Also, there's a lot of misconceptions you HAVE to have a large space for Vive or roomscale. Thats just not true. It's scalable, from sitting still to 15ft x 15ft. As we ported to vive first i'm most familiar with that one, but as i learn more about the others i'll update you. We have them all at the office, as well as that omni treadmill and older stuff like razer hydra and so on. So much fun with all this tech



  • With the Resident Evil annoncement I'm going to have pick up Playstation VR. It might be the less powerfull out there, but my current PC can't really run the others.
    At some point i'm going to upgrade my PC, but I need Resident Evil VR day one!



  • @MonsTruz yeah honestly you cant go wrong. I'm so glad PSVR hit the pricepoint it did. The more accessible VR is, the better



  • I think VR is very exciting and by all first-hand accounts, it works really well for this medium. I'm not going to be an early-adopter, however. I'm going to wait until the second wave of hardware starts rolling out - let other people be the guinea pigs for all the kinks that will no doubt need to be worked out. Fully on-board, though.



  • A lot more convinced now that more full games have been announced at E3. Stuff is getting really interesting in the VR space now!



  • For those interested in VR, Gamespot did an interesting discussion:

    Youtube Video



  • After RE7 I think I might actually get a PSVR headset. Its so far the only thing that has convinced me that VR is worth the money



  • Literally everything I've seen on VR seems far too tech demo-ish. Given the high price tag, I'm not buying in (yet).



  • @trugs26 even Resident Evil 7?



  • @Hoken said in Are you buying into VR this year?:

    @trugs26 even Resident Evil 7?

    Even that, a game made by Capcom, one of their biggest IPs, looked like an indie title in terms of presentation quality compared to every other RE game. Though, I have not seen much outside of the announcement trailer. I'm keen to see footage of people playing the demo.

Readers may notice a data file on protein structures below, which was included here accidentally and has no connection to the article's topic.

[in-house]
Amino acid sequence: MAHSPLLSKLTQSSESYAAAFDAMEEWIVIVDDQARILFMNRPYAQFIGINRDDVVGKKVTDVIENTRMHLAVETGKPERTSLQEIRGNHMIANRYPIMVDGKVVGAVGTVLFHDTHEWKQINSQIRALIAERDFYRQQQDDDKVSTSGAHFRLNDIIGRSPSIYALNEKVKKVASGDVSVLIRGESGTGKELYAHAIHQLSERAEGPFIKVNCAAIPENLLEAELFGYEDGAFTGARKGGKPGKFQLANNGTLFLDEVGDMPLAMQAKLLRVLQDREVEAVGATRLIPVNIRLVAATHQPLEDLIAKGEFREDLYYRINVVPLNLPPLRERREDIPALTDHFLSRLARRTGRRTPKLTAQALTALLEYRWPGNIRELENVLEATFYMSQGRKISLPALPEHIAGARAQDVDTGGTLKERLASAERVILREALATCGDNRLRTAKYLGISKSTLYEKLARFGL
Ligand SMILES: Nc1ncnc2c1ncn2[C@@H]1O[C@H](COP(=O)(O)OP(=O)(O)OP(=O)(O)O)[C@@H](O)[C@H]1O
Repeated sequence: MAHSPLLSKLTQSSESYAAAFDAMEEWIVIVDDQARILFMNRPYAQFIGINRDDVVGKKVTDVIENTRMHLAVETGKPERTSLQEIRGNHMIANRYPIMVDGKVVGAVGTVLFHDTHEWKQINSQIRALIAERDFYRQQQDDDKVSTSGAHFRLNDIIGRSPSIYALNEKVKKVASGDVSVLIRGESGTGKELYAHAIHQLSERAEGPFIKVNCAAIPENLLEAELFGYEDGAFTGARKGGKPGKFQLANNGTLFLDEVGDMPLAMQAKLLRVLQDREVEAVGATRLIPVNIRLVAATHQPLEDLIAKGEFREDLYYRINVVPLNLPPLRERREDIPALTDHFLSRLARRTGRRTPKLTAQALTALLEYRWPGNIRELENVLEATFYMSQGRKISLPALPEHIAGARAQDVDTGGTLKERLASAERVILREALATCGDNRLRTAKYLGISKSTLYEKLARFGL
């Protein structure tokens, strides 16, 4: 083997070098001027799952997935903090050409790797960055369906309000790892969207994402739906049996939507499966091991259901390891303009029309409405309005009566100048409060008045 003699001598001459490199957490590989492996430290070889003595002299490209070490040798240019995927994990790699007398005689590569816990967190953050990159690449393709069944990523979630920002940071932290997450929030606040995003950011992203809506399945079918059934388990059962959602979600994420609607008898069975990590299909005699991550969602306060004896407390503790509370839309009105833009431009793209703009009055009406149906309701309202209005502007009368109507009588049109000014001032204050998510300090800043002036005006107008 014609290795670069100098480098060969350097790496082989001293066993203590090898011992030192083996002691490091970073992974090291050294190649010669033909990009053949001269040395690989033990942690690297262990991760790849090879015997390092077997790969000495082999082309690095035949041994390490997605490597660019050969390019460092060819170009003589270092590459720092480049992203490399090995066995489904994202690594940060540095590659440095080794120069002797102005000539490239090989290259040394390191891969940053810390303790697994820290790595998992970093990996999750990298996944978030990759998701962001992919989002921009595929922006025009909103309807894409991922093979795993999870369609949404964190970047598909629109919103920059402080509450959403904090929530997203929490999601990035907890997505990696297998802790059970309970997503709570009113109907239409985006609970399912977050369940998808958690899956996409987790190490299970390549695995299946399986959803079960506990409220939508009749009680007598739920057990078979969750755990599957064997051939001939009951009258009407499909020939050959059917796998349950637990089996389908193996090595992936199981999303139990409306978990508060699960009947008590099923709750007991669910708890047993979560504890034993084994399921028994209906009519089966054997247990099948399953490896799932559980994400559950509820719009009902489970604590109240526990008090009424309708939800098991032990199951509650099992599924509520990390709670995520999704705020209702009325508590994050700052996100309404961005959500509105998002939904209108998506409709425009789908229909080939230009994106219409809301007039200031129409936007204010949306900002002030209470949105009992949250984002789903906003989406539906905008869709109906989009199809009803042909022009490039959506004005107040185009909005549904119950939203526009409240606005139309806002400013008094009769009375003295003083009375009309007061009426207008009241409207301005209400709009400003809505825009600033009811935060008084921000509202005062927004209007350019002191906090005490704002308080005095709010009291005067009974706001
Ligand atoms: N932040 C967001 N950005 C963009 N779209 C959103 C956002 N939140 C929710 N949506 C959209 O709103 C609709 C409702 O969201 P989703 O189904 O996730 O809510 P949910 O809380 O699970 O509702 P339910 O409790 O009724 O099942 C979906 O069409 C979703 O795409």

• Sony did a great job showing off PSVR this week and I have to admit for an hour or so I was considering pre-ordering. But the stuff I am really excited about is still ways off and even though the 399 pricetag sounds great at first, if you add move controllers, camera and games it's already blowing way past the 500€ mark. I'm definitely going to wait at least till 2017, probably christmas 2017.
    The other VR stuff I'm not even considering. I'm a Mac user and sure as hell ain't gonna drop a grand on a gaming pc and another grand on VR + games and I'm also not going to buy a 600 dollar Samsung phone.



  • @trugs26 something to remember is that we are looking at brand new tech, not just a new tier of established tech. you're seeing a lot of tech demos coz everyone is still figuring out how this is going to work, even us devs.

    I see a lot of people going "oh why don they just activate VR for borderlands or something and print money, but the design hurdles are HUGE, and the tech is always expanding and upgrading. I love it, we're basically poking around how to do things in a new frontier in completely new ways. But if your feeling truly is everything is too "tech demo-ish", i implore you to go try stuff first.

    Heck, we're doing an episodic game, and working ion ep2 now. the lessons we learned and are adapting just from our first venture are staggering, ep2 is gonna be epic. i'm loving the challenge versus traditional game dev



  • @sblomkamp Dropping in to say nothing more than I'll get your game(s) as soon as I get my hands on a Vive and trying them out. Nice to have a bit of dev insider information to read.